New York–based author Core (Veronica Beach, 2015) has put together a striking debut collection of 19 short stories revolving around sexuality and city life.
Core’s book opens with “Hog for Sorrow,” the tale of two women who moonlight as prostitutes for extra cash while systematically avoiding the feelings they have for each other. The characters are sassy, eccentric, and never afraid to speak their minds: “It was like he wanted me to be dead. Like I was interfering with my potential hotness by living….I hate this neighborhood….I hate every single person,” one of them says. Scenarios like these set the tone for the rest of the collection, which includes—but is not limited to—a recovering alcoholic craving companionship, a married couple on the brink of collapse, two women navigating through their age gap, and George Harrison featured in the most unusual way. Core is a master raconteur and organizes all of her tales around objects and places (most take place in a bedroom or in transit); she captures a quintessential New York cynicism—one punctuated with hopeless romanticism, stress, and hyperstimulation. But the cynicism also produces pure moments of bliss: “This is what it means…to be the keepers of something beautiful….They thought about what they had been when they stood next to each other. Freaks, strutting their base interests. But now, next to the dog, they lost their queerness, if only for a moment.” While the stories naturally give life to different characters, the text is successfully self-reflexive enough to harness a uniform voice that jumps from scene to scene, and the reader never lets go and never opts out of the ride.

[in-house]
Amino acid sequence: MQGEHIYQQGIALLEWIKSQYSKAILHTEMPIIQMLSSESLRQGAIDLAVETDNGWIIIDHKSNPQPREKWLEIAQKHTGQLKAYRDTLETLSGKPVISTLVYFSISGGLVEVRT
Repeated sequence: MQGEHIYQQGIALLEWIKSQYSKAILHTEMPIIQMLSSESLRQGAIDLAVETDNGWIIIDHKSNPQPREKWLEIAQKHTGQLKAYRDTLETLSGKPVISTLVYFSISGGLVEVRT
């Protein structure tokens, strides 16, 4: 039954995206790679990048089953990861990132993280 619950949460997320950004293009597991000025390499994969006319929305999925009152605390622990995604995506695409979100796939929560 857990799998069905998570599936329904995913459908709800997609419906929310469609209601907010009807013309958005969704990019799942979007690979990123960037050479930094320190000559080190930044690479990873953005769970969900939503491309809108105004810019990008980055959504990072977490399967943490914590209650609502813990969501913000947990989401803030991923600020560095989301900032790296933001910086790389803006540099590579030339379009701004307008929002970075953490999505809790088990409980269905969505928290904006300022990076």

Entrancing, subtle, and tragically poetic, this collection is an important contribution to queer literature.